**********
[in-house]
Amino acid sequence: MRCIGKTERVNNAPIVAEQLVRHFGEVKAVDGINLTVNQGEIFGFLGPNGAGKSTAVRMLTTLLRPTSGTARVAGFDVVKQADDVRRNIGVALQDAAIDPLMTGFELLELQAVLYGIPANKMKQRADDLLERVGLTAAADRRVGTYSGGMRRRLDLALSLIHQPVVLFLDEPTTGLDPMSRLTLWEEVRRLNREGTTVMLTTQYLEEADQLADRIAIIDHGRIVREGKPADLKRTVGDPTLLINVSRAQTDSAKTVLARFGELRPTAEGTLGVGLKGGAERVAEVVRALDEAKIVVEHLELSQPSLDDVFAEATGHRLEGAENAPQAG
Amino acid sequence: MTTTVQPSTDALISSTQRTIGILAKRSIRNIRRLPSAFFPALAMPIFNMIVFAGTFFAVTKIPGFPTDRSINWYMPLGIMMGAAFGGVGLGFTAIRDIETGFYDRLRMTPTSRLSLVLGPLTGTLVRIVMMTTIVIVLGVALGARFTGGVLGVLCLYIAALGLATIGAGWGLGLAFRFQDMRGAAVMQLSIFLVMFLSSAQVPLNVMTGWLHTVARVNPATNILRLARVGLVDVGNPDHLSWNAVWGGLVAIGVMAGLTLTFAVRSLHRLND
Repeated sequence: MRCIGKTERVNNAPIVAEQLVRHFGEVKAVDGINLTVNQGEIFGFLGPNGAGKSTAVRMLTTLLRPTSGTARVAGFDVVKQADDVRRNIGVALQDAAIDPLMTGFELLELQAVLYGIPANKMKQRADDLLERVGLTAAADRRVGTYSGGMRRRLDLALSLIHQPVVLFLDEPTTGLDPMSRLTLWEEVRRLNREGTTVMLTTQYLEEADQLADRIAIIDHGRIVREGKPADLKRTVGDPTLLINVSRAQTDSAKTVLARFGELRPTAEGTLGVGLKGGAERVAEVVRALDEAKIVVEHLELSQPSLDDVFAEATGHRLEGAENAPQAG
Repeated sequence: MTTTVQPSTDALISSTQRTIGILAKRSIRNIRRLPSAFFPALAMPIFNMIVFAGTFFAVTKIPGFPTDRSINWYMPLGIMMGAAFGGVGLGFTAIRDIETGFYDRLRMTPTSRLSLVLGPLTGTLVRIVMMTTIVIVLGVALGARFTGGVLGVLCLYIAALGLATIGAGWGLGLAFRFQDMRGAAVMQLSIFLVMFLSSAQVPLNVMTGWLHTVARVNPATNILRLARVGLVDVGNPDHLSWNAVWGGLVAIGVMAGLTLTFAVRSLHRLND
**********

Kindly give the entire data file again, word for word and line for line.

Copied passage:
[in-house]
Amino acid sequence: MRCIGKTERVNNAPIVAEQLVRHFGEVKAVDGINLTVNQGEIFGFLGPNGAGKSTAVRMLTTLLRPTSGTARVAGFDVVKQADDVRRNIGVALQDAAIDPLMTGFELLELQAVLYGIPANKMKQRADDLLERVGLTAAADRRVGTYSGGMRRRLDLALSLIHQPVVLFLDEPTTGLDPMSRLTLWEEVRRLNREGTTVMLTTQYLEEADQLADRIAIIDHGRIVREGKPADLKRTVGDPTLLINVSRAQTDSAKTVLARFGELRPTAEGTLGVGLKGGAERVAEVVRALDEAKIVVEHLELSQPSLDDVFAEATGHRLEGAENAPQAG
Amino acid sequence: MTTTVQPSTDALISSTQRTIGILAKRSIRNIRRLPSAFFPALAMPIFNMIVFAGTFFAVTKIPGFPTDRSINWYMPLGIMMGAAFGGVGLGFTAIRDIETGFYDRLRMTPTSRLSLVLGPLTGTLVRIVMMTTIVIVLGVALGARFTGGVLGVLCLYIAALGLATIGAGWGLGLAFRFQDMRGAAVMQLSIFLVMFLSSAQVPLNVMTGWLHTVARVNPATNILRLARVGLVDVGNPDHLSWNAVWGGLVAIGVMAGLTLTFAVRSLHRLND
Repeated sequence: MRCIGKTERVNNAPIVAEQLVRHFGEVKAVDGINLTVNQGEIFGFLGPNGAGKSTAVRMLTTLLRPTSGTARVAGFDVVKQADDVRRNIGVALQDAAIDPLMTGFELLELQAVLYGIPANKMKQRADDLLERVGLTAAADRRVGTYSGGMRRRLDLALSLIHQPVVLFLDEPTTGLDPMSRLTLWEEVRRLNREGTTVMLTTQYLEEADQLADRIAIIDHGRIVREGKPADLKRTVGDPTLLINVSRAQTDSAKTVLARFGELRPTAEGTLGVGLKGGAERVAEVVRALDEAKIVVEHLELSQPSLDDVFAEATGHRLEGAENAPQAG
Repeated sequence: MTTTVQPSTDALISSTQRTIGILAKRSIRNIRRLPSAFFPALAMPIFNMIVFAGTFFAVTKIPGFPTDRSINWYMPLGIMMGAAFGGVGLGFTAIRDIETGFYDRLRMTPTSRLSLVLGPLTGTLVRIVMMTTIVIVLGVALGARFTGGVLGVLCLYIAALGLATIGAGWGLGLAFRFQDMRGAAVMQLSIFLVMFLSSAQVPLNVMTGWLHTVARVNPATNILRLARVGLVDVGNPDHLSWNAVWGGLVAIGVMAGLTLTFAVRSLHRLND